Following her departure from the Wild West and the disintegration of her union with cowboy Jim ‘Kid’ Willoughby, Lillian spent several years on the vaudeville circuits and was exploited by her family.

From May to November 1901, Lillian appeared as one of the headlining attractions, alongside Geronimo and Martha Jane Canary, otherwise ‘Calamity Jane’, in Cummins’ Indian Congress at the Buffalo, New York, World’s Fair. This event is chiefly remembered for the assassination of President William McKinley.

Probably the most remarkable dimension of Lillian Smith as a performer is that during this engagement she permanently adopted the persona of ‘Princes Wenona, the Indian Girl’. Publicity materials elaborate a personal history in which it is pointless to look for consistency. Her parents were – fictitiously – a Sioux chief and a white captive woman who had been taken from a wagon train. The young Wenona quickly emerged as the best rifle shot in her tribe and was the only female permitted to participate in councils. On at least one occasion, it was solemnly asserted that her father was none other than Chief Crazy Horse. In accordance with the assimilationist ethos of the age, she was purportedly a graduate of the Carlisle Indian School, in other words, a shining and sanitised paradigm of what a ‘good Indian’ - or half-Indian - was supposed to be.

Pondering this metamorphosis, Ms Bricklin offers the following analysis:

By examining the events that led up to Lillian’s identity shift and the events that followed, it becomes apparent that Smith not only used “Princess Wenona” as a professional passport of sorts, but also as a way to distance herself from her biological family and solidify ties to those who provided unconditional friendship and support for her. Often, these people were also untethered from their own biological families. (p. 7)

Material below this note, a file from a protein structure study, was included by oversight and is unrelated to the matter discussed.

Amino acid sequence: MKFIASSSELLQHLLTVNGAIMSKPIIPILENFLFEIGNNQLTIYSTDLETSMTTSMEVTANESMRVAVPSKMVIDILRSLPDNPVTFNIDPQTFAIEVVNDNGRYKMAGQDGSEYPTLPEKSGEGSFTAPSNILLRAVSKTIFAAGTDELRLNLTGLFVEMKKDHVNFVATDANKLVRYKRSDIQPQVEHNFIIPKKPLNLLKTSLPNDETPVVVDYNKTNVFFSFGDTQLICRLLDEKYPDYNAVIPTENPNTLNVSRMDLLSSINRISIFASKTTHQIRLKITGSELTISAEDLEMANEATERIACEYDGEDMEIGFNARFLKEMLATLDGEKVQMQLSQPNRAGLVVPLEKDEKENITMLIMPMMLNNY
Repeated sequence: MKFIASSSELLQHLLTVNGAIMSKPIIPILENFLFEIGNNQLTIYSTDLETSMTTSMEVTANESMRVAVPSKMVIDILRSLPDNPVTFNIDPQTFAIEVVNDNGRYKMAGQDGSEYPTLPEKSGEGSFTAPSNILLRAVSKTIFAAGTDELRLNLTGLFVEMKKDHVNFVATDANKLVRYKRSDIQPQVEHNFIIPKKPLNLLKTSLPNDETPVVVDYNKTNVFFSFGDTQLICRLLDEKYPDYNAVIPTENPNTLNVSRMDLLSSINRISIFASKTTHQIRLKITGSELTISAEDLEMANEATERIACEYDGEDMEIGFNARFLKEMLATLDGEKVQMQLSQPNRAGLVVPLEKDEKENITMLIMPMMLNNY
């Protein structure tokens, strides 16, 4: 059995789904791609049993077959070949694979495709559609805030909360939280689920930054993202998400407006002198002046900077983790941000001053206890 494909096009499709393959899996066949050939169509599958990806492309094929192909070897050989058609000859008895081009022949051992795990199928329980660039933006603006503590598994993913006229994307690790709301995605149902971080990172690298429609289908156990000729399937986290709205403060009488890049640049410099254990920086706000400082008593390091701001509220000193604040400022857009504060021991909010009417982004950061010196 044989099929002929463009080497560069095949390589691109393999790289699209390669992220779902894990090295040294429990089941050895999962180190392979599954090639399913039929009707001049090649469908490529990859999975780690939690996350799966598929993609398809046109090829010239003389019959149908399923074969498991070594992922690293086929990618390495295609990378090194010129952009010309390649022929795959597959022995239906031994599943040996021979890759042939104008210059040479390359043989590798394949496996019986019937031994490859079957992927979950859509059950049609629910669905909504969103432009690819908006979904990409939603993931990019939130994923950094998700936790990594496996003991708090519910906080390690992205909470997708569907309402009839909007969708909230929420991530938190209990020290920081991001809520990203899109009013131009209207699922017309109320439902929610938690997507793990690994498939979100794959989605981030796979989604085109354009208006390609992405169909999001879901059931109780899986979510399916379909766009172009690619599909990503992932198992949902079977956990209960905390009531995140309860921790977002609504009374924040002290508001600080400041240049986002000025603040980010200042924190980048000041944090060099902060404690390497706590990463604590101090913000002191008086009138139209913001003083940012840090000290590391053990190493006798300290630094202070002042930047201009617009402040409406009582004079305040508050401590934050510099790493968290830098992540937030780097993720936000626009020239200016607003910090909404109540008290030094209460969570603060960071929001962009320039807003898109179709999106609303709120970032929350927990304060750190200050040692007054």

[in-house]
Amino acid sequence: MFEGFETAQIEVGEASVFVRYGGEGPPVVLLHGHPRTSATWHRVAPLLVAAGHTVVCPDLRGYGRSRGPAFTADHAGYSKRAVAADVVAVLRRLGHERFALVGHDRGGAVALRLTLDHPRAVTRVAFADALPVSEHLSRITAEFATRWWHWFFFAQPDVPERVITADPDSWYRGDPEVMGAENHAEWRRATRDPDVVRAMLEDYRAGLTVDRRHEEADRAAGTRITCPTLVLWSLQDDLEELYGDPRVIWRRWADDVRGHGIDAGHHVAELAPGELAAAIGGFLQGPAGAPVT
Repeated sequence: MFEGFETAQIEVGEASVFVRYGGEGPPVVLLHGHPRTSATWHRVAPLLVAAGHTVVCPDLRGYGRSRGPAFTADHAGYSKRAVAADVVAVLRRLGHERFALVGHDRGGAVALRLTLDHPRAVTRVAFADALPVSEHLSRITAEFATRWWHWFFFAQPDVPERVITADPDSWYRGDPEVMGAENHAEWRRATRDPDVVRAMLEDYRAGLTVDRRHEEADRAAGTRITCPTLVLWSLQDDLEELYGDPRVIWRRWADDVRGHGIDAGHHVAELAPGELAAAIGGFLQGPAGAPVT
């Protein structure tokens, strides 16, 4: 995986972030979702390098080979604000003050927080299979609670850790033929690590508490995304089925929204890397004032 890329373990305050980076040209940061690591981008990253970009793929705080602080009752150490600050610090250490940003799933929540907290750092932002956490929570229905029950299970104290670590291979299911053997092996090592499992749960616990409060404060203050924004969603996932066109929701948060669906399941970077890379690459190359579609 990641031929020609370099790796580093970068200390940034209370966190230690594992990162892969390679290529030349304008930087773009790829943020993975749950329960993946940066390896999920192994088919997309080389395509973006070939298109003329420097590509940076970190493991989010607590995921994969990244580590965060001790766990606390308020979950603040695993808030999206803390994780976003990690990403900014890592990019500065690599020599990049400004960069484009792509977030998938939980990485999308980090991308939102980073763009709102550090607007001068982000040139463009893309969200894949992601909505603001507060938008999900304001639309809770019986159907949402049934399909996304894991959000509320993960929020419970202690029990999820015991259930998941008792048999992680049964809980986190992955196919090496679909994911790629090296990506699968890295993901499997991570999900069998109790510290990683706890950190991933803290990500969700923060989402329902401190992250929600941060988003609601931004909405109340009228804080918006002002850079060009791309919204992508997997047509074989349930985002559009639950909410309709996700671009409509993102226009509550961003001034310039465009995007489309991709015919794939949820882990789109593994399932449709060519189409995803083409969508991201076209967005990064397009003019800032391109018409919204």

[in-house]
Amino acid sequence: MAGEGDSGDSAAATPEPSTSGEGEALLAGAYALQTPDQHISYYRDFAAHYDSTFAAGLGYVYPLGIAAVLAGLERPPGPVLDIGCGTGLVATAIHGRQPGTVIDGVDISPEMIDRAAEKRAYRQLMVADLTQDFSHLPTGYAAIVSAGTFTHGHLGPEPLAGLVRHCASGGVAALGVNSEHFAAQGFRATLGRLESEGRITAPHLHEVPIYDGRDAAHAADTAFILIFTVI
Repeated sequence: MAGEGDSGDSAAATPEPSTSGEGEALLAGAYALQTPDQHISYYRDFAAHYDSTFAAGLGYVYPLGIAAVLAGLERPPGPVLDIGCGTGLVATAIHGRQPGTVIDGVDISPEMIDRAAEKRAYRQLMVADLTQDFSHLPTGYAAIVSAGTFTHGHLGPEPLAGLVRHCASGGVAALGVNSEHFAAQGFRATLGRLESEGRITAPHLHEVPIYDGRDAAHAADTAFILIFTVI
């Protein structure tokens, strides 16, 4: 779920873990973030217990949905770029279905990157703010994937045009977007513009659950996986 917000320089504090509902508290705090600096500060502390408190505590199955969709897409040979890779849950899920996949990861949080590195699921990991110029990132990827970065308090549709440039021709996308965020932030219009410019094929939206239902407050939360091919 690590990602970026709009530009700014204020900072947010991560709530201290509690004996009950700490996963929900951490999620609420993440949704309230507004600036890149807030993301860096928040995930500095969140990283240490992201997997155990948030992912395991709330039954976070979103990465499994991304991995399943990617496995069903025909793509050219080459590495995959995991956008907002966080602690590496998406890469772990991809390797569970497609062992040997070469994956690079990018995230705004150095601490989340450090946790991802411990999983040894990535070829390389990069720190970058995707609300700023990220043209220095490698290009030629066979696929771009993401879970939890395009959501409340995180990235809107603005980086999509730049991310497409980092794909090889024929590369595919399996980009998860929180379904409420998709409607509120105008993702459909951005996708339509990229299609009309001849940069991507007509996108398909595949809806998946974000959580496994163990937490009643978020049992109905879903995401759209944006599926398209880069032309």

Lillian / Wenona may have blazed a trail of sorts; she was a probable inspiration for such figures as Archie ‘Grey Owl’ Belaney, Robert Bailey ‘Montana Bill’ Robeson and Frank T. Hopkins, all of whom boosted their show business / literary careers by invoking imaginary Native American mothers and carefully concocted frontier origins. In Lillian’s case, this may have been a manoeuvre to escape the clutches of her controlling father, for whom she appears to have had little affection. It may be noted that she had a sister, Nellie, who passed herself off as ‘Princess Kiowa’. 

Wenona and her partner Frank Hafley also toured with Pawnee Bill’s Wild West for a couple of seasons from 1904. In 1907, they joined up with the Miller Brothers’ 101 Ranch for the Jamestown Exhibition, held at Norfolk, Virginia, from 26 April until 1 December, in celebration of the tercentennial of the first permanent English settlement. The 101 Ranch was a touring Wild West show based on an actual working ranch in Oklahoma, which included Oto and Ponca reservations within its extensive confines.

In 1908, Wenona was engaged to California Frank’s Wild West which Hafley established at Dreamland, one of the amusement parks on Coney Island, later rejoining the 101 Ranch and returning to California when it shifted its base of operations there in 1911.

The book comes into its own in Chapters 6 & 7, which outline the histories of the various Wild West outfits which co-existed with and ultimately eclipsed Buffalo Bill’s. The Miller Brothers’ 101 Ranch, more than any other show, provided the bridge into the emerging movie genre, a transition which Lillian / Wenona never negotiated. There is a wealth of material on the various performers and other extraordinary characters with whom she associated during these years.

In 1916, she joined Pioneer Days, a downscaled version of Gordon W. ‘Pawnee Bill’ Lillie’s spectaculars of seasons past. Princess Wenona’s Wild Western Show enjoyed a fleeting existence during 1918.

In 1921 Lillian/Wenona, with Emil Lenders, the last in a succession of men with whom she contracted a temporary and complicated alliance, settled down to raise chickens on land set aside for her on the 101 Ranch.

Lillian Frances Smith died of heart failure on 3rd February 1930, at the Ponca City Hospital, aged 59.

This superbly crafted biography fills a clear gap in the market and is strongly recommended to all interested parties. The story of Lillian/Wenona and her unique role in simultaneously celebrating and falsifying the American West is one which had to be told.

Tom F. Cunningham


English Westerners' Society